He had already been to Daytona and Charlotte and spoke with all the big wigs in NASCAR. When Dabo came home to Alabama following the Tigers’ first ACC Championship under Swinney in 2011, Tracy told him all about his new opportunity once he retired from law enforcement.

That’s when Dabo suggested, “Before you do that, let’s talk about the possibility of you coming to work for me.”

“This is kind of a unique position. My brother and what I used to do. It was just a perfect fit,” Tracy said. “With NASCAR, that is a lot of traveling, tons of traveling. That would have been a whole other world. This was a blessing. This was something God did for us.

“It was the best thing ever. I did not even think twice about it. I said, ‘I am in.’”

Tracy — who spent his entire life and raised a family in Alabama — retired in May of 2012, sold his house a week later, bought a house in Clemson and in June was working for his brother.

“There is nothing better than family,” Tracy said. “He looked at me and said, ‘This thing is growing and getting bigger and I need you.’ After he said that, heck, I’m jumping in. I did not think twice about it.”

Like his brother, Tracy Swinney fit right in at Clemson. He said he and his wife, Tammy, have made lifelong friends since moving here five years ago.

“What is fun is my wife, Tammy and I, we both came in here with our feet running and met all of these new friends,” he said. “The people are wonderful. We have great friends back home, but here, they are great people, too. We have some really close friends that we met up here.

“This is home for us.”

Though working for his brother has been great for Tracy, it also has been a wonderful experience for his wife. For one, she isn’t as worried for his safety as she was when he was a police officer.

“She was thrilled,” Tracy said. “Now, she was very proud, and I was proud, of the career I had, but there were lots of dangers that come with it and now it is much worse being a police officer. I still have friends involved in it back home and I worry about them.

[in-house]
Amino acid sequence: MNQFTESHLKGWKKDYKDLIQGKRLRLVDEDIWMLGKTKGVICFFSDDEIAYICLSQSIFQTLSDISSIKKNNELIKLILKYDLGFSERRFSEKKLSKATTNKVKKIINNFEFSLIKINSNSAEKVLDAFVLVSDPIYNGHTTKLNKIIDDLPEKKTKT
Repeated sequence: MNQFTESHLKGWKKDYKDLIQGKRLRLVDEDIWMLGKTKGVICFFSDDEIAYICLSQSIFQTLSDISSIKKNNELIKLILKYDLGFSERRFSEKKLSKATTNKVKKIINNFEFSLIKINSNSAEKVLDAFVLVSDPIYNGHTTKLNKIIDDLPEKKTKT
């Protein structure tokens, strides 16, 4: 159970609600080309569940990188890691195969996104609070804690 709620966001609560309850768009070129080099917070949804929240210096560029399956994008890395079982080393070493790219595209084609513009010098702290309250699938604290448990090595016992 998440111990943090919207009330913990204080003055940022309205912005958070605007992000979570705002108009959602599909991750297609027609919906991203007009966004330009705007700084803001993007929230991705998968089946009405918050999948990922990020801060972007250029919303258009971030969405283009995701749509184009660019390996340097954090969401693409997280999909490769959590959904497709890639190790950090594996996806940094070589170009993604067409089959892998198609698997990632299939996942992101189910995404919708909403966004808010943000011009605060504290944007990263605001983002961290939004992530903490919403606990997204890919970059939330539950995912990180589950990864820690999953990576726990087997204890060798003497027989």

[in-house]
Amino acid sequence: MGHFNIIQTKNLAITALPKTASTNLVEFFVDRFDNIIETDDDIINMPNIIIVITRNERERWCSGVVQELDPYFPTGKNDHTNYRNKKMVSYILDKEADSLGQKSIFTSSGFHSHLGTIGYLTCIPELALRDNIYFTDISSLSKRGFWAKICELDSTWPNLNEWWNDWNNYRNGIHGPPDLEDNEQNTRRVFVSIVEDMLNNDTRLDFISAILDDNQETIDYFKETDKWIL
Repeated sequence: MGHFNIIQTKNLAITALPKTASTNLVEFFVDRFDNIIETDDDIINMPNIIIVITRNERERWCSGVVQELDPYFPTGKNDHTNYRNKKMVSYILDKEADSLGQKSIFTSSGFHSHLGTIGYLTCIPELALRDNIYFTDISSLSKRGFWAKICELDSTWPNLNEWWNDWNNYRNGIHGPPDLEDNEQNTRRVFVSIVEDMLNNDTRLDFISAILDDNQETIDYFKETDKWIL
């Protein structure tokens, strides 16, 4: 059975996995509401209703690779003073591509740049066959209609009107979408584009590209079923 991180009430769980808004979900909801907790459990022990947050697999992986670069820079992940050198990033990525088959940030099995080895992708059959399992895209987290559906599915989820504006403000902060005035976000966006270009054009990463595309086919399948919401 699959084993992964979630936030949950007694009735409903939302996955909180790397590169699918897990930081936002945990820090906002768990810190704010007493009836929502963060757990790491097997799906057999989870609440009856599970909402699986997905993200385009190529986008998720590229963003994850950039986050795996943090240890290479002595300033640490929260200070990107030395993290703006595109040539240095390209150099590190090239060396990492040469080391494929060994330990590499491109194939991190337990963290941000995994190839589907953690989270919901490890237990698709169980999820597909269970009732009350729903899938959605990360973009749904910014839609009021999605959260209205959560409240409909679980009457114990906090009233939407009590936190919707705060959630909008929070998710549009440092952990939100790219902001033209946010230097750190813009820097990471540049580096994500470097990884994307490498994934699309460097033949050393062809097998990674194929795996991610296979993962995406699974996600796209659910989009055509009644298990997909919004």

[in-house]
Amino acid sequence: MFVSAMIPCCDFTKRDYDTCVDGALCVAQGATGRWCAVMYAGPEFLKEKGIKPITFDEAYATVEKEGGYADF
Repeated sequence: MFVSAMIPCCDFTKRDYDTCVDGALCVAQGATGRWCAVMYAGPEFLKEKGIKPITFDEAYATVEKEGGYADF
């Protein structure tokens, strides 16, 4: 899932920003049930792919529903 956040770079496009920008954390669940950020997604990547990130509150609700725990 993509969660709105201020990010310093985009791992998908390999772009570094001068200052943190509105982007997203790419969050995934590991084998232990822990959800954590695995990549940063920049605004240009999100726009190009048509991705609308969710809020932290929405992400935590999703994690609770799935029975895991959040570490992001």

“So she was very relieved. We both thought this was such a blessing to come up here. Move to an area like this where you are surrounded by mountains, lakes and great people.”

Though it is not like hostage negotiations or investigating a murder or something of that nature, being in charge of protecting one of the most popular head coaches in college football can have its challenges, too. Like prior to the Russell Athletic Bowl in 2014, when a fan ran at Dabo professing her love for him before nearly blindsiding him, or following the Notre Dame win in 2015 when half the stadium was on Frank Howard Field and Swinney could barely move as he tried to make his way to the locker room under the WestZone.

“The fans mean well,” Tracy said. “They just want to be close to him, but you never know. Someone needs to be there just in case. It is a little scary out there. That is why I have five troopers on the sideline. I got myself and two others that actually go out there with him as soon as the game is over. We surround him and we do a triangle figure.

“We just try to work our way out of there. He loves to stop and talk and he tries to talk to everybody and sign autographs. That is just the way he is. There is a lot of pushing and shoving. You have to be careful because there are a lot of small kids out there, too. So we are careful about that and we are careful about trying to get Dabo through.”

Now you know. The next time you are watching a Clemson football game and you see Dabo Swinney talking to the sideline reporter, that guy behind him, who has the serious look on his face, that is Dabo’s big brother, and like all big brothers, he is making sure his little brother is taken care of.